How many know that Elvis Presley had an identical twin Jesse who died shortly after childbirth? Can you imagine if he had lived? But how would two men with the same legendary talent fit into the music world where only one man could be the King of Pop? In the movie The Identical, we imagine. This fictional “what if” story has changed the names, but it’s about Elvis and what might have happened if his twin had lived.
The Great Depression is host to the birth of Ryan and Drexel to the dirt poor Hemsleys. Barely able to support themselves, they offer Ryan up for adoption to a traveling pastor and his wife–Rev. Reece Wade (Ray Liotta) and Louise (Ashley Judd). The heart-wrenching, soul-searching decision is arrived at after the Dad attends a revival meeting. Rev. Wade had asked the gathering for prayers that God would bless them with a baby.
The sacrifice is a heroic moment for the poor couple. The Wades at first refuse—after all, how could they accept such a precious gift? But the poor couple insists that prayer guided them and in spite of their poverty, they refuse an offer for a donation so money is never a factor. What is a factor is secrecy: “You must promise never to tell him he was adopted until after we both are dead.”
It seems an easy enough promise; no need to concern themselves with telling Ryan (Blake Rayne) that he is not their biological son; at least not for a while. Ryan brings immeasurable joy to his parents—a beautiful child, respectful, precociously gifted in music, and so faithful to God and his parents. Their son is the apple of his father’s eye and readily prepares to follow in his Dad’s footsteps as a preacher. But it is his father’s dream, not his own.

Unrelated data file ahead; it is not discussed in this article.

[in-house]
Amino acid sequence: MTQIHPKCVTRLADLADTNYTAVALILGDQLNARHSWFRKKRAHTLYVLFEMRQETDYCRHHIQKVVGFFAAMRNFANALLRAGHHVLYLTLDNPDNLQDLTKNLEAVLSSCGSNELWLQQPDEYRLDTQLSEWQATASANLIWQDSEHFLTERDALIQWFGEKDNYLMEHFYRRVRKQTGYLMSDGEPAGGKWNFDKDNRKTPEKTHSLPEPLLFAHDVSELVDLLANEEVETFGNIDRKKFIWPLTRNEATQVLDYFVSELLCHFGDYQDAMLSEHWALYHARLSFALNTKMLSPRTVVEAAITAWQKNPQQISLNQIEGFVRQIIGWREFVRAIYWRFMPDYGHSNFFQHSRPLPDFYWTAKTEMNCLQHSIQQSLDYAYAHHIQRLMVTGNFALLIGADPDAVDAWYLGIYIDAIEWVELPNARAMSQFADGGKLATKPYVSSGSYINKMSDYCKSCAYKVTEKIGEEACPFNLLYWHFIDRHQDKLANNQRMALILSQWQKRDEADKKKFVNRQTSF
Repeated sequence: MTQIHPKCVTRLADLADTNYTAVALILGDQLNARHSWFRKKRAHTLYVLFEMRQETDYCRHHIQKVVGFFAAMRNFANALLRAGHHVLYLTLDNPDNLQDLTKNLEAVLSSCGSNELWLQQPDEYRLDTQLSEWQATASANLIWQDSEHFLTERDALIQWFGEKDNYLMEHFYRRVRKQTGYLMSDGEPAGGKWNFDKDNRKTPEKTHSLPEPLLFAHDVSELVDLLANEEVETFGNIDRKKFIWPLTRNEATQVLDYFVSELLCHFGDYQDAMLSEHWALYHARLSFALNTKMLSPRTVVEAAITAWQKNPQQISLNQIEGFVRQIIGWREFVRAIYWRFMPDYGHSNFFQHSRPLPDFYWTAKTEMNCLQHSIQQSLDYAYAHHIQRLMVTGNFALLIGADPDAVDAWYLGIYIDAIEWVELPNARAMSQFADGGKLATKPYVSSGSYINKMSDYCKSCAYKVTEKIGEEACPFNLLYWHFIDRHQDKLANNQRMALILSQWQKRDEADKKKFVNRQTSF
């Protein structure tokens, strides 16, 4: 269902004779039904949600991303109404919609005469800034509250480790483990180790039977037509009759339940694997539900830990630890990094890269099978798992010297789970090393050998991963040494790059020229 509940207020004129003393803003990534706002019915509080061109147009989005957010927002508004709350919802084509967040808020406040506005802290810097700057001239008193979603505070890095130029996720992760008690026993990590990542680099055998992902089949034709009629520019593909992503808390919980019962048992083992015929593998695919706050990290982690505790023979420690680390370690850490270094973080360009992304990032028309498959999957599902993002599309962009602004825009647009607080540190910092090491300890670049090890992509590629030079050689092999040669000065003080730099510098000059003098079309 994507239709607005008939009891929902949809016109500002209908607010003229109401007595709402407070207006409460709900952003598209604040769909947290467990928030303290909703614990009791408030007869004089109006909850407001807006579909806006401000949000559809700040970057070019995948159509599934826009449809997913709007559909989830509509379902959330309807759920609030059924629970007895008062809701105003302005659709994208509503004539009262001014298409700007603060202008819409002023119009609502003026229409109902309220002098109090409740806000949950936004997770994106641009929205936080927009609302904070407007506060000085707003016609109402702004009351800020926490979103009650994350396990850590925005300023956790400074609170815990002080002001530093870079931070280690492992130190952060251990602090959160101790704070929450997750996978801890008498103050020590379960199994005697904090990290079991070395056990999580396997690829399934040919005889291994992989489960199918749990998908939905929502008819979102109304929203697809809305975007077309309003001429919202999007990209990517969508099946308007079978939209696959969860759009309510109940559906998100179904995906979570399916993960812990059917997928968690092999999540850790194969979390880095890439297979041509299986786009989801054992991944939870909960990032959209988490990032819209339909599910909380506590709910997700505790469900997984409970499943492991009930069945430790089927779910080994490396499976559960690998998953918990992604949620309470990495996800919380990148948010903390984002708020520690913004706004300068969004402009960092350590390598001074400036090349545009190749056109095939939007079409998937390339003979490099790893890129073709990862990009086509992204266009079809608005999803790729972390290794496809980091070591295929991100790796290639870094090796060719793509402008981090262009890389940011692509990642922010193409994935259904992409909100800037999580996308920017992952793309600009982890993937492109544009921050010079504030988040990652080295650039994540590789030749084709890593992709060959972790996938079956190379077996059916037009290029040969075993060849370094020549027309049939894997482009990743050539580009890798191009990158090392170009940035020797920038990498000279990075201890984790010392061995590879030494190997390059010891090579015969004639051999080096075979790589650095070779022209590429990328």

“How you doing son?” Rev. Wade asks one weekend, anxious to hear how seminary is going.”
“Oh okay, I’m just figuring it out,” Ryan replies.
“That’s God job to figure it out,” his Dad says.
But the pressure of his father’s hopes and dreams is a heavy weight for Ryan.
“Mama, I can’t do this any more,” he finally admits. “ I don’t hear this call Daddy wants me to hear.” Instead, he hears what was planted in his DNA.
“I went to Nashville and places you wouldn’t approve of just to hear the music,” he says. “It’s hurts so much because it’s the only call I hear.”
So Ryan seeks God’s truth for his life: “I’m just trying to be what he made me to be.
Then, a once-in-a-lifetime talent, Drexel, (also played by Rayne) takes the music scene by storm and a whole lot of shak’in goes on. How can Reece and Louise keep their solemn secret when Ryan’s twin begins to grab the world’s attention?
The resemblance is unmistakable, but then, there are always people that resemble other people. But the voice is hauntingly identical and stirs Ryan’s soul. He begins to follow his destiny, to sing with a voice that touches hearts. He attracts attention as someone, not with talent of his own, but one who can imitate the real singing legend. Ryan becomes known as The Identical.
The Christian messages come naturally without a forced “agenda” some movies are unable to shake. Ryan’s friend and drummer, provides great sidekick humor as does a number of circumstances. The story covers the Elvis era from Fifties to Seventies, although the latter era does not seem to blend in as well. The sheer depth and richness of Rayne’s singing (an Elvis impersonator in real life) makes this an enjoyable movie. It is not a musical but features over 20 original, Elvis-like songs.
We are torn that only one of the talents catapults to fame. Human desires for wanting the truth to come out is only partially satisfied and we grapple with our own human nature of believing that anything less than the best means settling for less. But, The Identical has a deeper message: that success in the world’s eyes is often left wanting.
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